Golf legend relives his emotional US Open triumph on the 50th anniversary of his career Grand Slam
Gary Player, 79? The course architect, whose designs include the stunning Saadiyat Beach Golf Club down the road in Abu Dhabi, is more like one of the energetic thoroughbred race horses he breeds on his stud farm in South Africa. ‘Mr. Fitness’, or the ‘Black Knight’ as he is fondly nicknamed by golf fans the world over, shows no signs of slowing down, continuing to raise over Dhs220m for underprivileged school children through his charitable foundation and becoming the oldest athlete to pose in ESPN’s annual body issue.
As 50 years have passed since he claimed that maiden US Open in Missouri, Gary reminisces about the monumental day in 1965 when he became the third golfer in history to complete a career Grand Slam, his intensely fierce rivalry with beloved friends Jack Nicklaus and Arnold Palmer, and how he thinks Rory McIlroy is shaping up today.
Take us back to the day you won the US Open – what memories come back to you? That week in Missouri was sweltering. It had long been on my mind to win the US Open, and I came to Bellerive Country Club with three Major wins. Jack Nicklaus invited me to practise with him the entire week before. I told him I couldn’t because I needed the money from another tournament the week before in Greensboro, North Carolina, but he persisted and played a part in my winning the Grand Slam before he did.
Like always, I did my homework. The great Ben Hogan was a master of preparation and always arrived a week early to get used to the local conditions. That played a big role because Bellerive was a massive course, more than 7,000 yards, which in those days was considered very long. I believe it was the longest US Open venue to date at that time.
I remember going to the local YMCA to work out each day. I was in the best physical shape of my life, but everyone thought I was a nut. Fitness was seen as a way to destroy one’s swing, not improve it. My, how things have changed since then. I also wore the same black shirt every day, and washed it myself every night and hung it over the shower rail to dry. A silly superstition perhaps, but it gave me a certain level of mental karma.
Really, my favourite part of the week was when I made that final putt to win the US Open and become a Grand Slam champion. When Joe Dey, president of the USGA, handed me the winner’s cheque, I was able to fulfil a promise I made a few years before. I had told him that if I ever won the US Open, I would donate my prize money to two causes: the development of junior golf and cancer research.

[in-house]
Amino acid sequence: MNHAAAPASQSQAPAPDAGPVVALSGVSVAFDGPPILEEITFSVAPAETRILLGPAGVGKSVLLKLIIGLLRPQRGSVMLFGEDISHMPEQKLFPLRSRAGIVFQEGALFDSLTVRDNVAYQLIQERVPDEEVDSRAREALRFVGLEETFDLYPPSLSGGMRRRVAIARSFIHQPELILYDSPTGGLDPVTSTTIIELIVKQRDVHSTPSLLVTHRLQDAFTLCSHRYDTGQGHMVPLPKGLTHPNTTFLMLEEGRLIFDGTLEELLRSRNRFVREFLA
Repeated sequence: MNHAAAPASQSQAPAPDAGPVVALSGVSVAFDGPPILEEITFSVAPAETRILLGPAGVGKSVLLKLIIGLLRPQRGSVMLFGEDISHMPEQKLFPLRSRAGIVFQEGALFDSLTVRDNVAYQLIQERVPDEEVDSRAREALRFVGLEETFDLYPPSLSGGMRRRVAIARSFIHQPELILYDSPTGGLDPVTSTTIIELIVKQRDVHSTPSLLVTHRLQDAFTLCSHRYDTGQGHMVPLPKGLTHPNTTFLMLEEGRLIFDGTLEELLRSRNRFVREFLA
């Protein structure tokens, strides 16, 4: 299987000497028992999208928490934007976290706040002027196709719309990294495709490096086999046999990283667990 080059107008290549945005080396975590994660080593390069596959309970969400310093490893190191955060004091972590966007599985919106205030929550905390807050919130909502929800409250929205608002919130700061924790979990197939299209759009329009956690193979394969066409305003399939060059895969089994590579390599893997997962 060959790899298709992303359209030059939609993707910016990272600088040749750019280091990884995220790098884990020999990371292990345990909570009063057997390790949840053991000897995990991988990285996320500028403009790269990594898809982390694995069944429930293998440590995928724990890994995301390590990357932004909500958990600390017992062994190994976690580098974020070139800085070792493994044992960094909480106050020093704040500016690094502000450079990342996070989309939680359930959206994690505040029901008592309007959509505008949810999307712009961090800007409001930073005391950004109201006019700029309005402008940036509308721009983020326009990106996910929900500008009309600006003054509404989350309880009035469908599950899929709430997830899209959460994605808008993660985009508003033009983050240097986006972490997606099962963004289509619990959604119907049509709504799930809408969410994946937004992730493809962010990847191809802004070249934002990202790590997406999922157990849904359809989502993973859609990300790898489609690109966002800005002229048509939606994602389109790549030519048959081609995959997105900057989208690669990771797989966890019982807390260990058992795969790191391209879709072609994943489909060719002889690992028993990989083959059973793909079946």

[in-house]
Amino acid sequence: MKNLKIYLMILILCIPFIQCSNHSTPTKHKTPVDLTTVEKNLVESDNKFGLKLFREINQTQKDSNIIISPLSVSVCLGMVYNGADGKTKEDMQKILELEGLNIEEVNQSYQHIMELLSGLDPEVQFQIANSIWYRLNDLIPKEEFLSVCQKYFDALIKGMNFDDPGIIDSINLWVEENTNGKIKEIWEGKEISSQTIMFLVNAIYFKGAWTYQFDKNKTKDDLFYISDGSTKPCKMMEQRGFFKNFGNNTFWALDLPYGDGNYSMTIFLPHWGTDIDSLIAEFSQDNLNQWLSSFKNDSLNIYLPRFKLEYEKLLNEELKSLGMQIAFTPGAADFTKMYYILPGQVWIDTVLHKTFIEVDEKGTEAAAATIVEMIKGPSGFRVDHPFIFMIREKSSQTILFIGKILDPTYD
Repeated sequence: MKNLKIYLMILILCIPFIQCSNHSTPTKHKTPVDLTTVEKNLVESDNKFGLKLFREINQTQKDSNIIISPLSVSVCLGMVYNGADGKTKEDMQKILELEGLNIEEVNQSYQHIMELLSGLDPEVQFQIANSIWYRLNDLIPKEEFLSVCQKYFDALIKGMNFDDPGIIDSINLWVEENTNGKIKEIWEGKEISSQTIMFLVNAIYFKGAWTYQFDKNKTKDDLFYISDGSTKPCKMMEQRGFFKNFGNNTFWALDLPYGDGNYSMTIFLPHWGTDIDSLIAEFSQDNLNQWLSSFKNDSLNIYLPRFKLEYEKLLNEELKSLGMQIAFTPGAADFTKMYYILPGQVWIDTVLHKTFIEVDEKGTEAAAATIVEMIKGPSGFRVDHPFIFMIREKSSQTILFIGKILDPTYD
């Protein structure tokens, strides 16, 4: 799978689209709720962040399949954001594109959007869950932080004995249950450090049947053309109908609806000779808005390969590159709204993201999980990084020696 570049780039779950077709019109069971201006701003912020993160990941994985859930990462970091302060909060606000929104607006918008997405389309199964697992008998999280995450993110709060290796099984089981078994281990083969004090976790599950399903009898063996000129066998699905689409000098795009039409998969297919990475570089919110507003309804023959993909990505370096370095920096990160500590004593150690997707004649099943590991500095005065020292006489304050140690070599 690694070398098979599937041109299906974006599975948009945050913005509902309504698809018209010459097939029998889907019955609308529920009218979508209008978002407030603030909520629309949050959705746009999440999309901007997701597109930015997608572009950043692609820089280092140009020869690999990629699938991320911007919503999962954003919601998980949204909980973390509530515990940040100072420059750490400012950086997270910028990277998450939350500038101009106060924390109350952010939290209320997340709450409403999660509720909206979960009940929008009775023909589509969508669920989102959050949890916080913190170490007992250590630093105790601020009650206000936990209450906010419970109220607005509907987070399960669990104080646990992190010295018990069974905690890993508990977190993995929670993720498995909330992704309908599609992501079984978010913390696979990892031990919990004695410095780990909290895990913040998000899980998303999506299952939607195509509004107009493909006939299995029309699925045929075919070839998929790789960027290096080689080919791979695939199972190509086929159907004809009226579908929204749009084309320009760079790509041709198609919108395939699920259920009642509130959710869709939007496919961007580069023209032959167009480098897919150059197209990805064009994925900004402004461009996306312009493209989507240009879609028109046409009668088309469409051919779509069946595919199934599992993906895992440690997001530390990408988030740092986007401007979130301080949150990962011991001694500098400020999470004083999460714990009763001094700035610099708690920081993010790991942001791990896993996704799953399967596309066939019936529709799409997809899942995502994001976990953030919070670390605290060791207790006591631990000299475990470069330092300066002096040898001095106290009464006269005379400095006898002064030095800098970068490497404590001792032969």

Why is sporting rivalry more intense among players who are also close friends? The opposite seems to be true for athletes such as Lewis Hamilton and Nico Rosberg. Well, there is no sport more individual than golf. While you are alone in an automobile, the F1 race team is a different animal entirely. Even though Jack Nicklaus and Arnold Palmer and I were friends off the course, we wanted to beat each other’s brains out on it. Our legacies depended on it, as did our pocketbooks!
Was Nicklaus back in his day better than McIlroy now? I love Rory and his game, but he would be the first to tell you that he has a way to go to compare to Jack Nicklaus. Jack’s mind was so strong, and he was so hard to beat when he was ahead. Rory certainly has the game, and time will tell if his record will compare to Jack’s.
How does life unfold day-to-day on your stud farm in South Africa? I am up before the sun, and I’m doing physical activity all day, from working with my horses to building my own golf course there. You might be surprised at what a 79-year-old can do! There’s no place I’d rather be.
Your roll call of sporting achievements is dizzying – what are you most proud of? You may find it odd, but I am more proud of my Grand Slam on the Senior Tour than the Regular Tour. When I was younger, I didn’t even know that I would have a ‘second career’, and to be so successful at an older age made all the fitness, diet and hard work feel worth it. Plus, you have a shorter period of time to achieve something like that.
Your commandments are enlightening. ‘Change is the price of survival’ and ‘Accept the advice of the man who loves you, though you like it not at present’ – are these quotes relevant to you? The ‘change’ quote probably applies more to my business career. Major CEOs will tell you that if you are not flexible, you will get left in the dust. I’m proud that our companies have been able to survive the ups and downs. In terms of the second quote, I would have to go back to my older brother Ian; he went off to the Second World War when I was a very young boy, and he made me promise that I would exercise and stay fit for the rest of my life. It may not have seemed important at the time, but I’m so thankful I took his advice. Saadiyat Beach Golf Club is offering a special package to honour the course’s designer, in the form of Gary Player’s Grand Slam 50 for 50 Rewind. Best available rates from Dhs250, including Dhs50 F&B voucher and Dhs50 golf shop credit. www.sbgolfclub.ae to book.